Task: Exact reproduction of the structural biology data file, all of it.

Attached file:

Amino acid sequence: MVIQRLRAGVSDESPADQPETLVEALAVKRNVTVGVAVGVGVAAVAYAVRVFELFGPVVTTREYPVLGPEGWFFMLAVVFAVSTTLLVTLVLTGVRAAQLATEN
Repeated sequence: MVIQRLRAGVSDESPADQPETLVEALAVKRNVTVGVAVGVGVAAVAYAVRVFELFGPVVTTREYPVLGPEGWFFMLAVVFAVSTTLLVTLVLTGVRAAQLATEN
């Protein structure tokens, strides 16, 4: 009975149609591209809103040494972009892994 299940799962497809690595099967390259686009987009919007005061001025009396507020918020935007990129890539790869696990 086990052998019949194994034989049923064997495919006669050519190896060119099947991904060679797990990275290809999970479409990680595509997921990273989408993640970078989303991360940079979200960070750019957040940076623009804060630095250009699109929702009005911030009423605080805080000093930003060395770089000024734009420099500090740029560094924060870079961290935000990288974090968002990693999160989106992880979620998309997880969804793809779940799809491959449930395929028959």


Amino acid sequence: MVIQRLRAGVSDESPADQPETLVEALAVKRNVTVGVAVGVGVAAVAYAVRVFELFGPVVTTREYPVLGPEGWFFMLAVVFAVSTTLLVTLVLTGVRAAQLATEN
Repeated sequence: MVIQRLRAGVSDESPADQPETLVEALAVKRNVTVGVAVGVGVAAVAYAVRVFELFGPVVTTREYPVLGPEGWFFMLAVVFAVSTTLLVTLVLTGVRAAQLATEN
């Protein structure tokens, strides 16, 4: 009975149609591209809103040494972009892994 299940799962497809690595099967390259686009987009919007005061001025009396507020918020935007990129890539790869696990 086990052998019949194994034989049923064997495919006669050519190896060119099947991904060679797990990275290809999970479409990680595509997921990273989408993640970078989303991360940079979200960070750019957040940076623009804060630095250009699109929702009005911030009423605080805080000093930003060395770089000024734009420099500090740029560094924060870079961290935000990288974090968002990693999160989106992880979620998309997880969804793809779940799809491959449930395929028959």